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>> you wonder what is going on? >> that was during a presidential news conference. which was at about 10:00 in the morning. we were held over to do the open and the close. and -- >> it was a filibuster. >> it was after -- it was after george had left the white house. we paid attention when you were there, george. >> a main reason why i wanted both of you here this morning. i had the good fortune of learning from the best. from both of you. i think about you all the time. i'm glad that we're still such good friends. both of you, both my mother's and father's home going services in mississippi. forever family. but what we have today and what we're enjoying today, you laid the groundwork. >> amen to that. >> and breakfast wouldn't be the same. breakfast -- yeah. >> it's amazing.
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they have five hosts now. they do a segment. george does a segment every two weeks. it's amazing. we used to air this whole show. and then, robin came in. and -- >> we love you, charlie. we love you, diane. we just want to say, though, robin, working with you, our job was just to look at the light and say, wow. that's all we had to do. >> thank you. >> she had to go and get sincere. you guys, stick around. chris young, country music star. [ applause ]
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time, now, for country music star chris young. from his album, "a.m.," it's "aw naw." play us off, chris.
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♪ i think i'm gonna leave i just had that one drink ♪ ♪ and we all have to be up early boys, we out to shut her down ♪ ♪ take it to the house before anybody starts getting crazy ♪ ♪ i started walking across the floor ♪ ♪ before i got to the door ♪ aw naw, somebody just bought a shot of that patron ♪ ♪ hang on i just might have to stay ♪ ♪ aw naw look at the time, y'all ♪ ♪ what happened to coats on long gone ♪ ♪ i should be halfway home but aw naw ♪ ♪ yeah, girl, i saw you come in
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with all of your girlfriends ♪ ♪ just cutting up and shooting bacardi ♪ ♪ yeah, i got my boys with me ♪ ♪ we're blowing off steam not looking to pick up anybody ♪ ♪ so, i was gonna walk on by you turned around ♪ ♪ and we locked eyes aw naw, do you hear that song ♪ ♪ the one that just came on come on, deejay ♪ ♪ what are you trying to do ♪ ♪ aw naw it would be so wrong ♪ ♪ if we didn't dance once ♪ show off those jeans you painted on ♪ ♪ aw naw ♪ i didn't mean to be here this long ♪ ♪ tried to leave so it ain't my fault ♪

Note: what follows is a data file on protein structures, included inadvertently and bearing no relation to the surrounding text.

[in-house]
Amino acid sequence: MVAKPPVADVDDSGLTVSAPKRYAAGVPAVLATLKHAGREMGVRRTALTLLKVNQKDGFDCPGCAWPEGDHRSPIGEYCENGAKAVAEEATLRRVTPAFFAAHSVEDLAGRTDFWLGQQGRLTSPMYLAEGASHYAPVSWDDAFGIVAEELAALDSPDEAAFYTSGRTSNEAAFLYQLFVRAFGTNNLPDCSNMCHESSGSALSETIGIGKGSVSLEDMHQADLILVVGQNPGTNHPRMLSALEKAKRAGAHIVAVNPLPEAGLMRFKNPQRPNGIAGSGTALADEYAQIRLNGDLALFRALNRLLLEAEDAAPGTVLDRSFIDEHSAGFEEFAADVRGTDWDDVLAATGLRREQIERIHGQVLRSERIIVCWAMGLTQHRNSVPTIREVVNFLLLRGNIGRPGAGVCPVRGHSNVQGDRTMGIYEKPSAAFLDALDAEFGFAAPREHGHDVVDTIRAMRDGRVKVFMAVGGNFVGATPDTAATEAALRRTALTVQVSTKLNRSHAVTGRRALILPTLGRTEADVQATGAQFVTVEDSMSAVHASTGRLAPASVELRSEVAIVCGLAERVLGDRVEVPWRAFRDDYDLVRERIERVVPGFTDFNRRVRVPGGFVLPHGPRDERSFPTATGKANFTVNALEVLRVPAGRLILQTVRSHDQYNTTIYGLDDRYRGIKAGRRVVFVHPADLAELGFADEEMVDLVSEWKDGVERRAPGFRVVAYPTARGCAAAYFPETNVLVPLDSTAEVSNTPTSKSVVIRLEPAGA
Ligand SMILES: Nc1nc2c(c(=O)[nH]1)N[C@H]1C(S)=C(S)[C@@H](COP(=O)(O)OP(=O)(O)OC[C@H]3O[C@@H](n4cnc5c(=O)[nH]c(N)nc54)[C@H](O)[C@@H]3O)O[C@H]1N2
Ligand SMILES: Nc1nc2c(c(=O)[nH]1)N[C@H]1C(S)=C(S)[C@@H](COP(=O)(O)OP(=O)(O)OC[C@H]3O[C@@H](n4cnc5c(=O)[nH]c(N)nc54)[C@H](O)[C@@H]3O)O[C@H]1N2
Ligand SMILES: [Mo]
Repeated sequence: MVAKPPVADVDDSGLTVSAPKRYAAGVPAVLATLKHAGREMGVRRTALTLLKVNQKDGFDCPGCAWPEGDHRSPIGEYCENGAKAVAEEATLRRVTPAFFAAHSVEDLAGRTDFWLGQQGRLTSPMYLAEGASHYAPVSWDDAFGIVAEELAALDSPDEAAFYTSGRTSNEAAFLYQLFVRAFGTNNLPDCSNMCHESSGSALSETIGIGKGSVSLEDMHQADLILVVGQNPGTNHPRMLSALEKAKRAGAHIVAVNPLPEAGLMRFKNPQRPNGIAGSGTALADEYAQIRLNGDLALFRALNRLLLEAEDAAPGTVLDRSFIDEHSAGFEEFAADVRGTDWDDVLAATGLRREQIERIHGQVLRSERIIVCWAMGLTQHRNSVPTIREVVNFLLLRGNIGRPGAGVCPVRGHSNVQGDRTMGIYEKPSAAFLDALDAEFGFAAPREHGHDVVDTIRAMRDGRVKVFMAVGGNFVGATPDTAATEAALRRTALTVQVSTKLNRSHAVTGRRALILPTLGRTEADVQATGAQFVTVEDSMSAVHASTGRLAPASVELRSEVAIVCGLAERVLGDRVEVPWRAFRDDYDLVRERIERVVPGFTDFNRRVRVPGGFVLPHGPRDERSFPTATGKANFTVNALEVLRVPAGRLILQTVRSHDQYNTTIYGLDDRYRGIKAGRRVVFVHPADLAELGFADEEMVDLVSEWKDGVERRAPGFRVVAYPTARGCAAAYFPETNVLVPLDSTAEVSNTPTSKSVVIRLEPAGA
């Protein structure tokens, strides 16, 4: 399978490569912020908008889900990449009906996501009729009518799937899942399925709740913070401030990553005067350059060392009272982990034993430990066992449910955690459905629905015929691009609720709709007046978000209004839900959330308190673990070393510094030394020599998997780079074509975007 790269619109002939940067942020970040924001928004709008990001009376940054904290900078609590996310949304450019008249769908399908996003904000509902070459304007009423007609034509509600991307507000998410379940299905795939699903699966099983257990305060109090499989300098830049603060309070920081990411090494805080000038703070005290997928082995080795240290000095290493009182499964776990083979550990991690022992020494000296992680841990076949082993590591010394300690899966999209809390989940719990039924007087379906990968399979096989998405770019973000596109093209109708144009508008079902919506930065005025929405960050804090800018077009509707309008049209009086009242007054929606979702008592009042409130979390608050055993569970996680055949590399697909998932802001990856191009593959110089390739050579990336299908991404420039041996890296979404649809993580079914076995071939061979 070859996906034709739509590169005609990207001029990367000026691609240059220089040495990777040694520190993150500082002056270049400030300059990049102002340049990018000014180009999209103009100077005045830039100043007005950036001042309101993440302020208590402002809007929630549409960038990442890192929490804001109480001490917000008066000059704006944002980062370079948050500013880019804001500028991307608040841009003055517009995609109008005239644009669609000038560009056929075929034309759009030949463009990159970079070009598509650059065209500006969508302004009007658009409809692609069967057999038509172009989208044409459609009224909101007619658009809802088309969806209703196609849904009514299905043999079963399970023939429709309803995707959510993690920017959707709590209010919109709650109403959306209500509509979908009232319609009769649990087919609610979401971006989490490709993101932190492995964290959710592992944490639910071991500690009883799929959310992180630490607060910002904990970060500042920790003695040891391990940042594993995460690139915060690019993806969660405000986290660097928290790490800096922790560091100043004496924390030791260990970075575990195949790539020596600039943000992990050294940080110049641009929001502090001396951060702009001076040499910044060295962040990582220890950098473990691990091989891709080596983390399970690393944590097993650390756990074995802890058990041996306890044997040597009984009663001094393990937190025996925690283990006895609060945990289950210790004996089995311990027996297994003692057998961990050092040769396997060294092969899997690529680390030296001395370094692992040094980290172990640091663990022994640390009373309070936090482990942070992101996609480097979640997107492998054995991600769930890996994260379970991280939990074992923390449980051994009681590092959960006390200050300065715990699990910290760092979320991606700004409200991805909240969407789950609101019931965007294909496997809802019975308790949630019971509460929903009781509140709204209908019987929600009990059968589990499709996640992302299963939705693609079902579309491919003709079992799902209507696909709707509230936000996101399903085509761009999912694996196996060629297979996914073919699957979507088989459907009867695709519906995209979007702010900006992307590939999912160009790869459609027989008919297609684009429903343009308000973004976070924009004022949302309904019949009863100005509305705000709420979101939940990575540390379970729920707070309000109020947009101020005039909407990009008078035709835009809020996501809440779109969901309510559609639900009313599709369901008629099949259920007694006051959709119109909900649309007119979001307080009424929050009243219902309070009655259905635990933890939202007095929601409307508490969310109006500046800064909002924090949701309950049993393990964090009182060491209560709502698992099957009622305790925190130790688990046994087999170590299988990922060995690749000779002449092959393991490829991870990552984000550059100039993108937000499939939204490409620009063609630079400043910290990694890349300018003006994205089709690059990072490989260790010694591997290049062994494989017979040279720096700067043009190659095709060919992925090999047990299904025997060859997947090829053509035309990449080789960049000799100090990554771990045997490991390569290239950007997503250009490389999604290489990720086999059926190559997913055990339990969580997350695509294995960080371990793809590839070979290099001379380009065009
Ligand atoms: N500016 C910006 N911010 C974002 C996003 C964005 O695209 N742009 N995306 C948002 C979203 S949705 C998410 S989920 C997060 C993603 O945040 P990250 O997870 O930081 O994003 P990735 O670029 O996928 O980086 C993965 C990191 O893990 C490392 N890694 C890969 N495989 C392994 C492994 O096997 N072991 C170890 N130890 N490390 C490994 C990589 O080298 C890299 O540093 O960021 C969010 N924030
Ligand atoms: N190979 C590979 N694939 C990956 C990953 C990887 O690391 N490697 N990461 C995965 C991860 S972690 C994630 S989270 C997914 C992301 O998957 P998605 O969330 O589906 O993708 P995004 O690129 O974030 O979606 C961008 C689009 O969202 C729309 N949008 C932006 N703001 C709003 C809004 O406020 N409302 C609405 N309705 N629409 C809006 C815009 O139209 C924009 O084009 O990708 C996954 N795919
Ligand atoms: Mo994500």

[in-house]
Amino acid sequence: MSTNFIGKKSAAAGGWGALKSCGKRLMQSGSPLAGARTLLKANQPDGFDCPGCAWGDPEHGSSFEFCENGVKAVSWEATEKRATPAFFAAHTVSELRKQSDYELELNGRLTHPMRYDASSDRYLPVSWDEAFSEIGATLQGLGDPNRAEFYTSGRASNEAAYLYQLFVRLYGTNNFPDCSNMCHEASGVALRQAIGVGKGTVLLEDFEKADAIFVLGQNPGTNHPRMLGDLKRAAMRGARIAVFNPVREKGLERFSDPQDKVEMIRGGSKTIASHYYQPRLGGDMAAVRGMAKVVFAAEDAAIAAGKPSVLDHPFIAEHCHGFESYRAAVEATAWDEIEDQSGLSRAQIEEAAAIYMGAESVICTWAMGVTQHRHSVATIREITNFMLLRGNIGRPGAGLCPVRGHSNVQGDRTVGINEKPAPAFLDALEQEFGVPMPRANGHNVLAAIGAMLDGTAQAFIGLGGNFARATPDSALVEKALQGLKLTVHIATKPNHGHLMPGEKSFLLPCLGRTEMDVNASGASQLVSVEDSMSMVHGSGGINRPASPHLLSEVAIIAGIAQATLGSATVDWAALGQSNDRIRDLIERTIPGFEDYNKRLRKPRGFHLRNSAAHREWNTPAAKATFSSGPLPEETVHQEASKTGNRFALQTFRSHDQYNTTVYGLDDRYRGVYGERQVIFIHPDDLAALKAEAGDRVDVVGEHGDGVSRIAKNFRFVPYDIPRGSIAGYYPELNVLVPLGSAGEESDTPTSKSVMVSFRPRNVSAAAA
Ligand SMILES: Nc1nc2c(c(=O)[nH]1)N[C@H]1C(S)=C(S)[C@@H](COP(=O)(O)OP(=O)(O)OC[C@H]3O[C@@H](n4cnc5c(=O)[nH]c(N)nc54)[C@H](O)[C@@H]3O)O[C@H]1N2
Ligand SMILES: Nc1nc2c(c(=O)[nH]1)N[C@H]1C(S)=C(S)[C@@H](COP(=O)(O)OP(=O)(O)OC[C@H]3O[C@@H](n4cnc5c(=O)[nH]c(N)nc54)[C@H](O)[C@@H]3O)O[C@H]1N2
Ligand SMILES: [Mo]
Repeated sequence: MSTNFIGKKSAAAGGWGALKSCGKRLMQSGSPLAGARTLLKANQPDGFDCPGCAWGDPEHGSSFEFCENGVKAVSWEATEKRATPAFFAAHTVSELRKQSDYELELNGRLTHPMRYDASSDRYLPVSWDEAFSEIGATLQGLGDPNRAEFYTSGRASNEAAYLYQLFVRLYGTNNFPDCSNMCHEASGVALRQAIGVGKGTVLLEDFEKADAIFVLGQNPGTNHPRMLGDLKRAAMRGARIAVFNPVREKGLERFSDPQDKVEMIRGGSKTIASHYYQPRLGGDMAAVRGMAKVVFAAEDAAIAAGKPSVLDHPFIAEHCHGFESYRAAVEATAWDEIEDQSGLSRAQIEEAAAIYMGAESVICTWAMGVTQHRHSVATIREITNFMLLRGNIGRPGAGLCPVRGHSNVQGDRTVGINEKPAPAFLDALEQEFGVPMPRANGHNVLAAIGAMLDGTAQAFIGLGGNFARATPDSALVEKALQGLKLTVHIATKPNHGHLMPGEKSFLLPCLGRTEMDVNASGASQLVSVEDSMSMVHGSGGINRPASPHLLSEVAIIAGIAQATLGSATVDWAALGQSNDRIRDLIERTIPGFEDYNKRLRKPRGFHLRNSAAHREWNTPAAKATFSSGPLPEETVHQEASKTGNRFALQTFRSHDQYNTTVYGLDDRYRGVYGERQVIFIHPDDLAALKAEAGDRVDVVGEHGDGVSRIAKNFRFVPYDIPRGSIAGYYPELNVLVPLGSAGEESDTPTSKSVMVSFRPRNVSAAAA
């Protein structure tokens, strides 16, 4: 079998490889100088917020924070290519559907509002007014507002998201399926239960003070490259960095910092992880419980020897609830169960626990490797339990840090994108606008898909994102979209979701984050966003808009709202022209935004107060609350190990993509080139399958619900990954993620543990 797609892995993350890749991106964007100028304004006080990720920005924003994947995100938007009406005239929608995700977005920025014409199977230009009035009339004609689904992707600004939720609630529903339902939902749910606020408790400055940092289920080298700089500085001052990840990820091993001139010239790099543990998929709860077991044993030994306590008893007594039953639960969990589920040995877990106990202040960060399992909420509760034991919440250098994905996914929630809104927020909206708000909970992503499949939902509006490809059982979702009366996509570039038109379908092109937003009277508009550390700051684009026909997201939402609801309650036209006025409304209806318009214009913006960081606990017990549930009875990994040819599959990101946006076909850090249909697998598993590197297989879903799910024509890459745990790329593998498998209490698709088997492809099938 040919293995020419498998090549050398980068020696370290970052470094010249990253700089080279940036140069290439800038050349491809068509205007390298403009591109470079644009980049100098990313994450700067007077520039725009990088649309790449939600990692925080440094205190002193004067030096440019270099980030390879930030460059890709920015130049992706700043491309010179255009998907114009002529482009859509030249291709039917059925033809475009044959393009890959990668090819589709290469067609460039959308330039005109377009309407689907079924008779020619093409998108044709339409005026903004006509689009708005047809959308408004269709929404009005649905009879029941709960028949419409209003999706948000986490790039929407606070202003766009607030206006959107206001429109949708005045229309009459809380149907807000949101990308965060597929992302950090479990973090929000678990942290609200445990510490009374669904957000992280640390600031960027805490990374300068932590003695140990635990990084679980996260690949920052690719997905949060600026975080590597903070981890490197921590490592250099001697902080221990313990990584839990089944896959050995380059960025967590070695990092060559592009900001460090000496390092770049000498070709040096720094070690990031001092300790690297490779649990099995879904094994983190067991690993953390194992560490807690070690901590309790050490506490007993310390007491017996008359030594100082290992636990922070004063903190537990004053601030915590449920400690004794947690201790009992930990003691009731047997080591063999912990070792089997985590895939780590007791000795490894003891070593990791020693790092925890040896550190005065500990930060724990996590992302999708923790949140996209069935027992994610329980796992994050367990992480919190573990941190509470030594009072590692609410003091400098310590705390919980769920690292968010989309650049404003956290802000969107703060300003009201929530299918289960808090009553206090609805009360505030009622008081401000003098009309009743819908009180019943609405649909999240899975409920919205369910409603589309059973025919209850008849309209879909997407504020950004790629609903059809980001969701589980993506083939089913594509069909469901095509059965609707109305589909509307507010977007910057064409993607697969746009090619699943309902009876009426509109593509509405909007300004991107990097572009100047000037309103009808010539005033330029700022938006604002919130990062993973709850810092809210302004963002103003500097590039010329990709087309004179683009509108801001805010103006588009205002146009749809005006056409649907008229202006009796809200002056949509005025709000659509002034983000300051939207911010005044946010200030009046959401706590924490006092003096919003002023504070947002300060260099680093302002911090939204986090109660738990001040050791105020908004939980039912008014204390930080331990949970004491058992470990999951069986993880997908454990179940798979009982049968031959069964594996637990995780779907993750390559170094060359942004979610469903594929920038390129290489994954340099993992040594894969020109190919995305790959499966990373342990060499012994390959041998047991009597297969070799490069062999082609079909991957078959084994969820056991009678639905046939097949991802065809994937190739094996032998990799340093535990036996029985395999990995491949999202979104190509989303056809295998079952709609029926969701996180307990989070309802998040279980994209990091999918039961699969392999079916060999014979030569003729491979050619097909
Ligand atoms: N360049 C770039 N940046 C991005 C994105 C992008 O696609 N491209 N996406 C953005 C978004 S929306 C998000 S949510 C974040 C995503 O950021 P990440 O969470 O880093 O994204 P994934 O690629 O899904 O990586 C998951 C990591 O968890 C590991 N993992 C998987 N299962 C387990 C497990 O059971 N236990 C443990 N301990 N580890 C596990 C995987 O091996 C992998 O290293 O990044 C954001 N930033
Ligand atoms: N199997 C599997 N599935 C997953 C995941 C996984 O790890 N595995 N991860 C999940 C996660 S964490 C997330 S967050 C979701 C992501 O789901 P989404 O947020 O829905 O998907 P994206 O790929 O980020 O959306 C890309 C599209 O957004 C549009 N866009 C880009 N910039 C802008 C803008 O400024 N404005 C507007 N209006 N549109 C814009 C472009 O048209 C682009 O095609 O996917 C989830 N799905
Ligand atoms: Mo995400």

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♪ i didn't mean to be holding you ♪ ♪ but tell me, what was i supposed to do ♪ ♪ aw naw somebody just bought ♪ ♪ a shot of that patron ♪ ♪ hang on we've been here all night long ♪ ♪ aw naw it would be so wrong ♪ ♪ if we didn't dance one more song ♪ ♪ show off those jeans you painted on ♪ ♪ aw naw ♪ those jeans you painted on we lowhat's next?hen! great! do you have measurements? yeah, i paced it off.
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it's about twenty by twelve of these. so, we can measure, plan and install it for you. yea, let's do that! ikea. professional kitchen services at a low price. it's like you want to tellfind something the world.special. shout it from the rooftops. show it off. you just know when you find the real thing. and some designer deals are so sweet you just can't say no.
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see the real deal. check out all the designers maxxinistas are scoring. t.j.maxx.
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we lowhat's next?hen! great! do you have measurements? yeah, i paced it off. it's about twenty by twelve of these. so, we can measure, plan and install it for you. yea, let's do that! ikea. professional kitchen services at a low price. charlie, do the honors. >> that was great. that was good. security, butalk to the leader. tyco integrated security. we'll create a solution customized just for you. and you can manage it all right from the palm of your hand.
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good morning. i'm kristen sze. there are major delays system wide on b.a.r.t. this morning. let's get to the very latest from leyla gulen. >> in fact, 20-minute delays due to equipment malfunction. a train stalled on the west oakland station in the sfomilbray. trains over 221, 229 and 329 all experiencing five to 25-minute delays. mike. all right. thank you very much, leyla. good morning, everybody. let's talk about sunshine. calmer conditions today. only breezes we'll have will be out at the coast. that's where they'll be most at danger. we have small craft advisory there. 15 to 25 knot winds out of the northwest. 68 coast, mid to upper 70s
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around the bay and 80s inland. it will get warmer tomorrow announcer: it's "live! with kelly & michael." today, from the new film, "prisoners," jake gyllenhaal. and legendary boxer-turned-performer, mike tyson. plus, expect the unexpected when science bob enters the studio. all next on "live." now, here are kelly ripa and michael strahan! [cheers and applause] ♪